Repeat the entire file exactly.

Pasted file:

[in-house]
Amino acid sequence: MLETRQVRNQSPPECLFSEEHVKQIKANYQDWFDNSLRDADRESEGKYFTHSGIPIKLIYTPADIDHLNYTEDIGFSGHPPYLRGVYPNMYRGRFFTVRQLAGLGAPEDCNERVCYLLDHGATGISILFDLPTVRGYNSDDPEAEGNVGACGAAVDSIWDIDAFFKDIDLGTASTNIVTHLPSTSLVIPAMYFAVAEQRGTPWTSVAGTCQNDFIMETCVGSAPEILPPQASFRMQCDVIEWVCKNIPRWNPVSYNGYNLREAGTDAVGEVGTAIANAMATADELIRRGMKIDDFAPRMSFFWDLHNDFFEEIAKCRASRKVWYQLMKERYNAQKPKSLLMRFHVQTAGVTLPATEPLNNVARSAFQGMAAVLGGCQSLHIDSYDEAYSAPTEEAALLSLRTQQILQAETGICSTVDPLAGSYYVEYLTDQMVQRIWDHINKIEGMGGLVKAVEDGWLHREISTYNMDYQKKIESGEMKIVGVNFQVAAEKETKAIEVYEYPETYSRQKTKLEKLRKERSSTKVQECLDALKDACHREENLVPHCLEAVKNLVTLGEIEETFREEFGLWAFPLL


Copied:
[in-house]
Amino acid sequence: MLETRQVRNQSPPECLFSEEHVKQIKANYQDWFDNSLRDADRESEGKYFTHSGIPIKLIYTPADIDHLNYTEDIGFSGHPPYLRGVYPNMYRGRFFTVRQLAGLGAPEDCNERVCYLLDHGATGISILFDLPTVRGYNSDDPEAEGNVGACGAAVDSIWDIDAFFKDIDLGTASTNIVTHLPSTSLVIPAMYFAVAEQRGTPWTSVAGTCQNDFIMETCVGSAPEILPPQASFRMQCDVIEWVCKNIPRWNPVSYNGYNLREAGTDAVGEVGTAIANAMATADELIRRGMKIDDFAPRMSFFWDLHNDFFEEIAKCRASRKVWYQLMKERYNAQKPKSLLMRFHVQTAGVTLPATEPLNNVARSAFQGMAAVLGGCQSLHIDSYDEAYSAPTEEAALLSLRTQQILQAETGICSTVDPLAGSYYVEYLTDQMVQRIWDHINKIEGMGGLVKAVEDGWLHREISTYNMDYQKKIESGEMKIVGVNFQVAAEKETKAIEVYEYPETYSRQKTKLEKLRKERSSTKVQECLDALKDACHREENLVPHCLEAVKNLVTLGEIEETFREEFGLWAFPLL